1. Track and Field – The easiest part of making this list was designating my #1 favorite event to watch. By far, I enjoy watching track and field the most. In my thought process, track and field is synonymous with the Olympics. When you shut your eyes and think of the summer games, a vision of people running, jumping, and throwing should appear. But my joy of watching track and field at the Olympics goes beyond just symbolism. The competitors you see compete in track and field this month are the best athletes in Rio. How can you not like watching people perform a full out sprint for 800 meters? Or use a pole to fly over a bar 19 feet in the air? Or hurl a ball of metal 75 feet? Or glide through the air covering ten yard sticks?

With track and field, I just find it the epitome of athletic competition. The title of “World’s Greatest Athlete” that is bestowed on the decathlon winner is the most accurate description in sports. When the lights go on in the stadium at Rio and the track and field events start that is when the 2016 Summer Olympics truly begin.


Can you tell I am excited for Friday to get here? We only have the opportunity to enjoy this once every four years so start preparing yourself. What events can’t you miss? Don’t Blink.

Taking Away the Magic of the Olympics

By this time now, everyone following the Summer Olympics has probably gotten just a little tired of the constant complaining on the one issue that has defined the first several days in London: The games are not live! Due to social media, the reality that the games are not shown on television as they are happening has added a gigantic barrel of fuel to the fire. Different SM outlets, especially Twitter, has both spoiled the games for fans and then served as a sounding off platform for these same people to express their outrage at the delayed coverage. Many people are upset with NBC.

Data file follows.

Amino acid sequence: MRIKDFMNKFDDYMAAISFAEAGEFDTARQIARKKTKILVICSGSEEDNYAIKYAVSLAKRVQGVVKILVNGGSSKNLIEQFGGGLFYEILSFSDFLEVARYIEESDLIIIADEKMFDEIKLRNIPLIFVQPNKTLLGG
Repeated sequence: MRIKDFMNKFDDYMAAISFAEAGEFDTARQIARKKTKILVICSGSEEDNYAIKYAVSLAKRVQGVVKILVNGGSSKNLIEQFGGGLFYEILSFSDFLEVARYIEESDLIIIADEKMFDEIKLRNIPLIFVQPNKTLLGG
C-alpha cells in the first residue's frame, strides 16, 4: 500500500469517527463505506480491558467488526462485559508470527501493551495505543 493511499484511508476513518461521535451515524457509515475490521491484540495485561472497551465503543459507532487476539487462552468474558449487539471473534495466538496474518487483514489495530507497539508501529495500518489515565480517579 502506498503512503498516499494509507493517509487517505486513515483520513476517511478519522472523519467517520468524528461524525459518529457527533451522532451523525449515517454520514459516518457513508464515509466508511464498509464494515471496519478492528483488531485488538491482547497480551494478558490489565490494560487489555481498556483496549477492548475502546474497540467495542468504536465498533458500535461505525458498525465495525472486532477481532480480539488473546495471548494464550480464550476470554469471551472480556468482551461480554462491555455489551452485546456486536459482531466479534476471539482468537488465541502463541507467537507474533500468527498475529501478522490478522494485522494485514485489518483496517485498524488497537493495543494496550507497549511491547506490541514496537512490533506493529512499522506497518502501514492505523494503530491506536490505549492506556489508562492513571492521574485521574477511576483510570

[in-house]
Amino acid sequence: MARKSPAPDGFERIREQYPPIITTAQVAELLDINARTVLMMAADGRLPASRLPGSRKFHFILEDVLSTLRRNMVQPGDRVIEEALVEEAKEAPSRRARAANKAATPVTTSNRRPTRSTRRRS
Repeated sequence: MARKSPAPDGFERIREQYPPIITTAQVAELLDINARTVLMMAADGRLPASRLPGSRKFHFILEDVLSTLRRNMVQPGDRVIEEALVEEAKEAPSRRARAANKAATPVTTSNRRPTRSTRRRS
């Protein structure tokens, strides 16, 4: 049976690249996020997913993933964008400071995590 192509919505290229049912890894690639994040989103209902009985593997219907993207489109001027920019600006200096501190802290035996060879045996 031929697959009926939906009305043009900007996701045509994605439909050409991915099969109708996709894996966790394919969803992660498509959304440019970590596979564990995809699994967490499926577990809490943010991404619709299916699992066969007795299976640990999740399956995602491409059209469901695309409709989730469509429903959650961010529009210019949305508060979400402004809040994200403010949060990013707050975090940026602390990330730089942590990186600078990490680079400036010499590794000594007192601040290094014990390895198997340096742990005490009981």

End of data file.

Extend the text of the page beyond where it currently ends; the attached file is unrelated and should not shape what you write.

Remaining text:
Despite all the unhappy viewers, NBC could not be more happy. The network has brought in large ratings for London 2012 thus far and even though people are complaining during the day when results are revealed, they are still tuning in later at night for the replayed primetime coverage. Not only does NBC have the numbers to back up the decision, they also have experts applauding it as well. Darren Rovell, the most recognized sports journalist in the world has strongly defended NBC’s coverage map even though he is now an employee at ESPN.

So while I completely understand the reasons why NBC has chosen to broadcast the Olympics in the given format and while I also completely understand that there is no amount of tweets, angry letters, or protests that viewers can stage to reverse this broadcast model, I can’t help but personally hate it.

I love sports because of the unpredictability. I get my kick from the unfolding live action, the feeling that what I am seeing with my own eyes is the same thing that everyone else is seeing across the world at the exact same time. When I watch a sporting event, especially a major one, I feel connected to everyone else watching and participating in the competition. I relish the fact that I am on the same level as players, coaches, referees, broadcasters, and fellow fans in that we all have no idea what is exactly going to happen in the next twenty minutes. Basically, a sporting competition shown live is a shared experience for everyone tuned in.